Its Christ or Messiah, named Barbelo, who was a modern emanation of the ancient Goddess-Mother, revealed herself in the features of a Sophia who would be the exaltation, not of the pneuma in the spiritual sense, but of the breath of life, the sensual power of the body.
Tormented by guilt, and later on converted to the frenzies of asceticism, Epiphanius overwhelmed his first co-religionists with the same indignant rage with which Augustine of Hippo repudiated the Manichaeism of which he had been a zealous partisan.
Among the books that propagated the Barbelite doctrine, Epiphanius cites the Book of Ialdabaoth, the Apocalypse of Adam, the Gospel of Eve, the Book of Seth, the Book of Noria, the Prophecies of Barkabbas (cited by Basilides), the Ascension of Elie, the Nativity of Mary, the Gospel of the Apostles, the Great and Small Interrogations of Mary, the Gospel of Philippe and the Gospel of Perfection.
Several hypotheses have been put forth concerning the name of the Goddess. For Leisegang, it derived from the Hebrew Barbhe Eloha, “in four is God,” an allusion to the divine tetrad, not the tetragrammaton YHWH, but the ancient Semitic heavenly group: El the Father, the Mother (his wife), their sons and daughter, who became Father, feminine pneuma, Son, [and] Messiah or Christ. Others see in it a deformation of baal Belo or the cult of the divinity named Bel, issued from the rites of fecundity and light, still vital in Samaria despite the Yahwehist implantation, nay, even an emancipation from Anath. In the Book of Baruch by Justin the Gnostic, the entity Babbel is identified with Aphrodite.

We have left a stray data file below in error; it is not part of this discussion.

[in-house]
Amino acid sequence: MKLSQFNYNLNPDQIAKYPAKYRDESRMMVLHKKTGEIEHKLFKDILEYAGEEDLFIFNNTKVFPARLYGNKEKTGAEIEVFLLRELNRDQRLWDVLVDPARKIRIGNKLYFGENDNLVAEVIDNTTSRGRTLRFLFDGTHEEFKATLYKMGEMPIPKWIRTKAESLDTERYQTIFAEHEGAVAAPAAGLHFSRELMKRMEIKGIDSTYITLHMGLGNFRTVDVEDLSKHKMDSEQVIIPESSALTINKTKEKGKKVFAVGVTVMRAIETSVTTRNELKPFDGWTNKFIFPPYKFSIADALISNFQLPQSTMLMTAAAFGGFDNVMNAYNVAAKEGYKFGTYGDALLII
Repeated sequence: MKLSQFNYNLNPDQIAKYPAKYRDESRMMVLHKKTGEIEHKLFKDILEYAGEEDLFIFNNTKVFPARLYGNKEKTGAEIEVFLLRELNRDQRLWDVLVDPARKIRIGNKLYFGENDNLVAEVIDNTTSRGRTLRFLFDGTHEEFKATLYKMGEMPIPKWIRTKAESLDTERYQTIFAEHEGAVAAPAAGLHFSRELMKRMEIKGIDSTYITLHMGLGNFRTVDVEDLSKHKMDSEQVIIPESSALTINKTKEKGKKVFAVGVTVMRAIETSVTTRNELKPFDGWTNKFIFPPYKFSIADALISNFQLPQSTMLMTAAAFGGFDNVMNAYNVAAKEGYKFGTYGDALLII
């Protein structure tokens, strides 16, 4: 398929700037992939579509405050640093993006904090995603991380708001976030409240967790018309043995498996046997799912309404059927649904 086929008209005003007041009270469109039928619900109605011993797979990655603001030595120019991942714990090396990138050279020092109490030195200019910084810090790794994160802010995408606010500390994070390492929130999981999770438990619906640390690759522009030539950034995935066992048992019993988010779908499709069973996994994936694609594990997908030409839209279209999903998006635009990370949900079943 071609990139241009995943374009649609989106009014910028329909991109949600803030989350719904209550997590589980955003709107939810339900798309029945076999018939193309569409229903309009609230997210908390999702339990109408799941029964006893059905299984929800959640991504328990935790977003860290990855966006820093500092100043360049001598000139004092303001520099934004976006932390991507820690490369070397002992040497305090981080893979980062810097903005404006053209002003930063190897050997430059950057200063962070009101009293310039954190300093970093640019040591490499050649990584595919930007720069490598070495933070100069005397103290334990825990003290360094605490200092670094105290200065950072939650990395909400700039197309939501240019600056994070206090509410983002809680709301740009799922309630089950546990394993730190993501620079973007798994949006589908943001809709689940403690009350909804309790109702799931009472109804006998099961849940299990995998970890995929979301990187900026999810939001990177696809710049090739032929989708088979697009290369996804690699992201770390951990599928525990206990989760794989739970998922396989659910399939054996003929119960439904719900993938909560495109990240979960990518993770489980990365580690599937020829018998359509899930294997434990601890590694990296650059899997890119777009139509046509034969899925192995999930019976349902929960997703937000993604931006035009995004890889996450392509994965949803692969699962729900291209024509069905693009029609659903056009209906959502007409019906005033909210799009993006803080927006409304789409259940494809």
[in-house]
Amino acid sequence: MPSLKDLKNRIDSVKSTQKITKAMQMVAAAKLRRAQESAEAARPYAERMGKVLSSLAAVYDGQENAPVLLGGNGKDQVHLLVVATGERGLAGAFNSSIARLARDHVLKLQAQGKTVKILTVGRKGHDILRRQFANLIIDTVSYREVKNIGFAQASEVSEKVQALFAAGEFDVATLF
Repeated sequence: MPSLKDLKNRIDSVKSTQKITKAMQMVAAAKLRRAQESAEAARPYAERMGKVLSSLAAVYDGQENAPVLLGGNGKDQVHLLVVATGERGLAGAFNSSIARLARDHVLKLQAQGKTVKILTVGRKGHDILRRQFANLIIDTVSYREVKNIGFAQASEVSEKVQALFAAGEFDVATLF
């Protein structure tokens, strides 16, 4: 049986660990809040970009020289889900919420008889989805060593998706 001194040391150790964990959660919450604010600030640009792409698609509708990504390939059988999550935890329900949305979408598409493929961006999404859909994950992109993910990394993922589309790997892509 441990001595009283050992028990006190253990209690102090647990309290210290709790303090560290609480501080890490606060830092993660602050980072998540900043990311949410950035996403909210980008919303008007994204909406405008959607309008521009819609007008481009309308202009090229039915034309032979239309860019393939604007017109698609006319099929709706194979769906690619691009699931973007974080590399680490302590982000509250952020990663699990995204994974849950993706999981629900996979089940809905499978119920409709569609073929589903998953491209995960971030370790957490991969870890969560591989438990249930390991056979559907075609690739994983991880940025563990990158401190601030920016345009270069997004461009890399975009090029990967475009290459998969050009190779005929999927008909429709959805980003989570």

According to the report made by Epiphanius: “They adore a certain Barbelo, who lives, they say, in the eighth heaven and who issued from the Father. She is, according to some, the mother of Ialdabaoth; according to others, the mother of Sabaoth. Her son exercises over the seventh heaven a tyrannical authority and says to his subjects: ‘I am the Eternal and there isn’t any other; there isn’t any other God except for me’” (Panarion, XXV, 2 sq.).
The tyrannical Eternal is none other than YHWH, the God of the Judeans, identified by anti-Judean Jewish gnosis and then by Hellenic gnosis with the Demiurge, the bloody God, popularized under the name Ialdabaoth or Sabaoth; he presides over the destinies of an irremediably bad world. That YHWH-Ialdabaoth was the son of the Goddess-Mother here recalls the eviction of the cults of the Woman and Mother by the patriarchy that acceded to power with Neolithic agriculture.